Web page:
This is why Johnson & Johnson will stop selling its baby powder

In recent years, the pharmaceutical company Johnson & Johnson has been in the eye of the storm over lawsuits against its popular baby powder.

Last update: August 19, 2022

Pharmaceutical company Johnson & Johnson (J&J) announced that will suspend the worldwide sale of its famous baby talcum powder from 2023. The decision was made two years after ending sales of this product in the United States and Canada, after receiving multiple lawsuits over suspicions about its safety.

Through a brief statement, the company reported that it made the “commercial decision” to replace its talcum powder products with corn starch. Still, it withdrew its position on the safety of its cosmetic talc, arguing that scientific analysis has shown that it does not contain asbestos and does not cause cancer.

Why is Johnson & Johnson suspending the sale of its talcum powder?

As reported in a publication of the British newspaper Guardianthe pharmaceutical company Johnson & Johnson (J&J) has been facing thousands of lawsuits for years women who have developed ovarian cancer after using their talc products on a regular basis.

And while their stance on product safety remains firm, they did say in a brief note that they intend to “transition” their talc-based powders to cornstarch. They point to purely commercial reasons, but the announcement puts them back in the eye of the hurricane, especially among those who point out that the company was aware of the harmful effects of the product.

“We continually evaluate and optimize our portfolio to better position the business for long-term growth.” “This transition will help simplify our product offerings, deliver sustainable innovation, and meet the needs of our consumers, customers, and evolving global trends.”.

— the company noted in the statement.

Johnson & Johnson has been mired in controversy over the possible link between its talcum powder and an increased risk of ovarian cancer.


J&J ensures that there is nothing to fear

Despite the multiple lawsuits, and the penalties it has had to face for this issue, Johnson & Johnson (J&J) is based on the idea that its talcum powder – including the famous Johnson’s Baby Powder— are safe for consumers.

“Our position on the safety of our cosmetic talc remains unchanged.” “We strongly support decades of independent scientific analysis by medical experts around the world confirming that Johnson’s talc-based baby powder is safe, contains no asbestos, and does not cause cancer.”

— he pointed out.

Johnson & Johnson and the controversial lawsuits against its talcum powder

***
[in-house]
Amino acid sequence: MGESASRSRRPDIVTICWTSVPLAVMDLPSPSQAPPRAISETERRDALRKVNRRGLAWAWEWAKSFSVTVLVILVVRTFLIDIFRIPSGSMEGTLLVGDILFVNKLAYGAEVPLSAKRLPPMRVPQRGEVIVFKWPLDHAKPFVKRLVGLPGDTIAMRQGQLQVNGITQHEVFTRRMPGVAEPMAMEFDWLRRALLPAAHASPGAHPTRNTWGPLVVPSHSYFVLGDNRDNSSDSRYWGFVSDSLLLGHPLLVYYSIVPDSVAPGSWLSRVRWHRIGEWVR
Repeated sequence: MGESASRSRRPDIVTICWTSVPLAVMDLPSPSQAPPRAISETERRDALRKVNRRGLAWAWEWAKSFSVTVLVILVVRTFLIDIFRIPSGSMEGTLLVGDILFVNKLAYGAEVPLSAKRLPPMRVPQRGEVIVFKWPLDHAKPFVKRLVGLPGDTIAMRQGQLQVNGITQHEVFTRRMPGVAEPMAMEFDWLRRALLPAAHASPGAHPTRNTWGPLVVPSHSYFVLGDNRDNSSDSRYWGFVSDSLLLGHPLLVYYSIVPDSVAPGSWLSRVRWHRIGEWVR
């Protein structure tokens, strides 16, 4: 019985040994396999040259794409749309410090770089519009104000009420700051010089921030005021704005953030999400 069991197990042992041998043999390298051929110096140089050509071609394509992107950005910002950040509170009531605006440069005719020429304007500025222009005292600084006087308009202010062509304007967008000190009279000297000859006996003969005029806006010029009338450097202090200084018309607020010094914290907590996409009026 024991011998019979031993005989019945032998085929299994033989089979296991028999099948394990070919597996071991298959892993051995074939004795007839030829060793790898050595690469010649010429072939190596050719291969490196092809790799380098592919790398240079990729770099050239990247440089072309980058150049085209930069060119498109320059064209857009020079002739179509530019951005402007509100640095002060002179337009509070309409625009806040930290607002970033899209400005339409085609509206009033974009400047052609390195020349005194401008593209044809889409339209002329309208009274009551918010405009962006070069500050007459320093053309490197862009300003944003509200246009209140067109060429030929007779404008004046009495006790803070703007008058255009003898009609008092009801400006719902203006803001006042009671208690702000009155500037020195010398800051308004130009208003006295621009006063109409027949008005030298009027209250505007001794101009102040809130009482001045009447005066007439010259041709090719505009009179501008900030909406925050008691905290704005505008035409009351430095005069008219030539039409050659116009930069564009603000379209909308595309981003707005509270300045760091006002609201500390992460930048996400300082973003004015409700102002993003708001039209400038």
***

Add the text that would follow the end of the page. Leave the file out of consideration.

For several years now, Johnson & Johnson’s talcum powder has been in the midst of controversy over its possible relationship with the appearance of ovarian cancer. In 2017, a court in Los Angeles, California (United States), sentenced the company to pay 417 million dollars to a 63-year-old woman who developed ovarian cancer for applying baby powder to her intimate area for several years. years.

According to the jury’s argument, the company did not adequately warn about the potential risks of the product and its relationship with this disease. Furthermore, he noted that J & J had been aware of these dangers for several years.

Following this, the US Food and Drug Administration (FDA) found small amounts of asbestos in J&J talcum powder, forcing the company to recall a batch of more than 33,000 bottles of the product from the market .

In 2020 —and in the midst of thousands and thousands of lawsuits— the company decided to discontinue sales of talcum powder in North America, given the drop in sales that it had as a consequence of what they described as “misinformation”.

To this day they continue to face legal challenges in the quest to defend the safety of their products.

The use of talcum powder in the intimate area is associated with an increased risk of ovarian cancer.


What does the science say about talcum powder and ovarian cancer?

Scientific opinions on the use of talcum powder and its relationship to ovarian cancer are divided. While some doubt the involvement of this product in the development of the disease, others warn that there are potential risks and enough evidence to suspect the link.

A review shared in 2021 at New Solutions points out that there has been a widespread misconception for many years that cosmetic talc has been free of asbestos — the carcinogenic compound — since 1976. But experts warn that “no detectable asbestos” is not the same as “no asbestos.”

They suggest, among other things, that the industry has been responsible for influencing the spread of this false belief. Therefore, they point to investigators must maintain their efforts to prove with evidence the damage they can cause to human and environmental health.

For its part, a publication in National Center for Health Research states that studies involving women who use talcum powder link the use of this product with a 30% increased chance of developing ovarian cancer compared to those who do not use it.

And although he points out that there are still doubts to be resolved, he concludes that scientific evidence has shown a consistent link between talcum powder and ovarian cancer. Thus, he suggests avoiding the risks.

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